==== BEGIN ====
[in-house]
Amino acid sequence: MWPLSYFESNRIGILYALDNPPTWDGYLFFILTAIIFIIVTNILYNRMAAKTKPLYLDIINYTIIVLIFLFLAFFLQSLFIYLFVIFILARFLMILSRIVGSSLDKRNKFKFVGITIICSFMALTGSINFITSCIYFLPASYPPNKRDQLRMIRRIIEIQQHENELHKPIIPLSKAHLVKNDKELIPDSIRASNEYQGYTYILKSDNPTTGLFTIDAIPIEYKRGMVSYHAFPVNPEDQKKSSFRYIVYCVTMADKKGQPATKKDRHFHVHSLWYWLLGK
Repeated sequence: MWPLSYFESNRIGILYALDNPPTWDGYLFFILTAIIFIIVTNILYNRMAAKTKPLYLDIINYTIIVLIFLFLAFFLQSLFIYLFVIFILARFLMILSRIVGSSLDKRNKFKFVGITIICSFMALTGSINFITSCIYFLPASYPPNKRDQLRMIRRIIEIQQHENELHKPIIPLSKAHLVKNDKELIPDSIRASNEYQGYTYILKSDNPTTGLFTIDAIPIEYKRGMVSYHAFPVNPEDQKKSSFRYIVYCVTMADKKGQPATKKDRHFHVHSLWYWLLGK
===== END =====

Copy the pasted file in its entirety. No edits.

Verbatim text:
[in-house]
Amino acid sequence: MWPLSYFESNRIGILYALDNPPTWDGYLFFILTAIIFIIVTNILYNRMAAKTKPLYLDIINYTIIVLIFLFLAFFLQSLFIYLFVIFILARFLMILSRIVGSSLDKRNKFKFVGITIICSFMALTGSINFITSCIYFLPASYPPNKRDQLRMIRRIIEIQQHENELHKPIIPLSKAHLVKNDKELIPDSIRASNEYQGYTYILKSDNPTTGLFTIDAIPIEYKRGMVSYHAFPVNPEDQKKSSFRYIVYCVTMADKKGQPATKKDRHFHVHSLWYWLLGK
Repeated sequence: MWPLSYFESNRIGILYALDNPPTWDGYLFFILTAIIFIIVTNILYNRMAAKTKPLYLDIINYTIIVLIFLFLAFFLQSLFIYLFVIFILARFLMILSRIVGSSLDKRNKFKFVGITIICSFMALTGSINFITSCIYFLPASYPPNKRDQLRMIRRIIEIQQHENELHKPIIPLSKAHLVKNDKELIPDSIRASNEYQGYTYILKSDNPTTGLFTIDAIPIEYKRGMVSYHAFPVNPEDQKKSSFRYIVYCVTMADKKGQPATKKDRHFHVHSLWYWLLGK